We are all disabled #0 – Intro post.

I have told you the story about how I started to be interested in human-computer interactions here. I got deeply amazed about how accessibility problems (situations where the disabled strive to use a mobile phone) challenged me into thinking of alternative ways they (people and phones) could interact. I mean, how could one make a phone call without being able to speak? Or how can someone send a text message with no hands, or with no motor dexterity. The list goes on. A quick sit-down with a blind person could feed our innovators-hci-brain-cells with nitro.

Quick side note: I have very dear memories of me and my father watching bruce lee, jackie chan, van-damme movies, and it was always a cool part when the masters had creative (and painful) ways to teach their techniques. It was interesting how the blindfold fighting was a recurrent scene. I think it was supposed to enhance awareness by disabling the sight of the student. I think this relates well to creating alternative hci. See a classical example below on 03:18  :):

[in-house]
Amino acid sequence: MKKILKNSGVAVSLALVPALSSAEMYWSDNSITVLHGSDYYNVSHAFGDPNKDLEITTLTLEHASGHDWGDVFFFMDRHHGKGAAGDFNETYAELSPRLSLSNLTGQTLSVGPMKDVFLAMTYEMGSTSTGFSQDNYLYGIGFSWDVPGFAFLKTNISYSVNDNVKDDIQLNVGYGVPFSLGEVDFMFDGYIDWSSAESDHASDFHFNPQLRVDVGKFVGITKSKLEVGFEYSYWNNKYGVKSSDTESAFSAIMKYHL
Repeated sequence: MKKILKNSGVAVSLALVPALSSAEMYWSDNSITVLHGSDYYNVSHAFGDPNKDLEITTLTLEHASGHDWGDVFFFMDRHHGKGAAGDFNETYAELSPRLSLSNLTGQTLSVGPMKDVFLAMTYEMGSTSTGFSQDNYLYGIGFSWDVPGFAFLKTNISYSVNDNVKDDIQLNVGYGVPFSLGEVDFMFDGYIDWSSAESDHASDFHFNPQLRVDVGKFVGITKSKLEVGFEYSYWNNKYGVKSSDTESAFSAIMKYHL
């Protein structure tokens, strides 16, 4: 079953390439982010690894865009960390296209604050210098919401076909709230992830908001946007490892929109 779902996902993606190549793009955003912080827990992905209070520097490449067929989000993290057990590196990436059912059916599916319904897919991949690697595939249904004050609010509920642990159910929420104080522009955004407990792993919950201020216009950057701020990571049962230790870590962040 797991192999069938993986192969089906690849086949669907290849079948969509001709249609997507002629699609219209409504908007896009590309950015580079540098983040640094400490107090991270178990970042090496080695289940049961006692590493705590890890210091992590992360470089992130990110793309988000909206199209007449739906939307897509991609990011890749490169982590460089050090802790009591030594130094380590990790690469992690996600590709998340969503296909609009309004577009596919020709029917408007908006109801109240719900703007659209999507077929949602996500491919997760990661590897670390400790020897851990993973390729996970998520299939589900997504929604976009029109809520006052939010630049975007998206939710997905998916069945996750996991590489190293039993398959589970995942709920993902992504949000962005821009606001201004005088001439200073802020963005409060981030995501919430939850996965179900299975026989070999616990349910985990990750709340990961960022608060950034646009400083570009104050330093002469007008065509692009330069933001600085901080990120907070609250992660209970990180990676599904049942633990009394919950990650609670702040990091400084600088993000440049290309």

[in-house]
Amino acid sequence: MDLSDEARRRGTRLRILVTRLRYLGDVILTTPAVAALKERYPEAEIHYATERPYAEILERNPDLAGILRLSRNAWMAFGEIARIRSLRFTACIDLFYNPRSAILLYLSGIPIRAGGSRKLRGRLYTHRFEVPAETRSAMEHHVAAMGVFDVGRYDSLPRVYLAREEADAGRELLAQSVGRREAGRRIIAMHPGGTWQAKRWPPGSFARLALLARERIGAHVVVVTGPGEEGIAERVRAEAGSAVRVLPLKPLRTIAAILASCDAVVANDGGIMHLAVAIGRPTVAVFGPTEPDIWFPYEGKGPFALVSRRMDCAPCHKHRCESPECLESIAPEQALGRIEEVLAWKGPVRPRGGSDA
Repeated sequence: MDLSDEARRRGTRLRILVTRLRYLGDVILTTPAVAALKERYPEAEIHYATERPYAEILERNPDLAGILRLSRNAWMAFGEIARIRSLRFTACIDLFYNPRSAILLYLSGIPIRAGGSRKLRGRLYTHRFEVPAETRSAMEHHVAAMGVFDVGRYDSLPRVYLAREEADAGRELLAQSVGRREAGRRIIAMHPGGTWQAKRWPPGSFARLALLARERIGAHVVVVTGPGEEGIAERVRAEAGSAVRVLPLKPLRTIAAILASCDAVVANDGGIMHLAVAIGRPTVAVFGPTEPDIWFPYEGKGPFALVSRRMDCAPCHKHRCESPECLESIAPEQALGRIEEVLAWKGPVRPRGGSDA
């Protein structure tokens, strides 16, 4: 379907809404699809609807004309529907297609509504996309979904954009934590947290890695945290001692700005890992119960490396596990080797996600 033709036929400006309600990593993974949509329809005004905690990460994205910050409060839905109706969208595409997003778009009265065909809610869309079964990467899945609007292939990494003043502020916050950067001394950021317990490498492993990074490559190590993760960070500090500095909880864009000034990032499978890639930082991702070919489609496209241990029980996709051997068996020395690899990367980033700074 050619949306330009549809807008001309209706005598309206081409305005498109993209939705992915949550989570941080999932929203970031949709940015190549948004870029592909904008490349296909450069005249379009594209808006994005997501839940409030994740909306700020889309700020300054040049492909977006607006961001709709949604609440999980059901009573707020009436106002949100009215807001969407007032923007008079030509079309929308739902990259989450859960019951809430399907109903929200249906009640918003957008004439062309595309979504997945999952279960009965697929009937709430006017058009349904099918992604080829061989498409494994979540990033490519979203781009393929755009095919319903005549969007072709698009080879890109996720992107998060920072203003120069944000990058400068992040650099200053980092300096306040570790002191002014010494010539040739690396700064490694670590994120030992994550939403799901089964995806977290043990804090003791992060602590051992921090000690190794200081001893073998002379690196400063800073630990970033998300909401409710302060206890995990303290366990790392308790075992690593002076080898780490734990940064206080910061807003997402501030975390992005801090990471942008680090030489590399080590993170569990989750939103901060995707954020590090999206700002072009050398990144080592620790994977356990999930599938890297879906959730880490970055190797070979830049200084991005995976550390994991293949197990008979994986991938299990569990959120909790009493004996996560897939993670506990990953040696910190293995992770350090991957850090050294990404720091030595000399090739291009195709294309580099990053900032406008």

So, i kept going with experiments with mobile apps for the disabled. It felt both challenging and it was like the industry and the academia were not exploring it how it could (or should). Some ideas from our brainstorming sessions sounded so obvious and we could not find them implemented anywhere. We thought that maybe the it was a commercial/market thing, that accessibility would not be profitable enough for them to put a team of developers and designers together to work with it. After some time of reflection, we thought of many reasons to invest in accessibility, which we have been presenting in a lot of places, over the last 3 or 4 years.

But one of these reasons kept maturing and has taken over the way I think about hci. I realized that not only the disabled benefit from accessibility solutions. Think of someone trying to talk on the phone during that loud party. You will find yourself absolutely deaf (to the phone). Maybe this was an obvious example, but it is possible to stress these scenarios a bit further. Like when you are driving and you can´t (or you shouldn´t) look at the phone screen and you just have to blindly interact with it. Or this: Let´s say you are cooking and your hands are viscous, slimy, sticky, viscid, tacky, stringy, glairy, and you cannot hold your phone, but you do have to take that urgent call. How much of a handicap are you right there?

Anyway, we all have limitations and those should be the fuel of human x technology interaction innovation. Again,I keep thinking I am being so obvious here, but it gets tiring to see technologists getting self-amazed with their technically-wowing but humanless solutions. Really.

Leave a Reply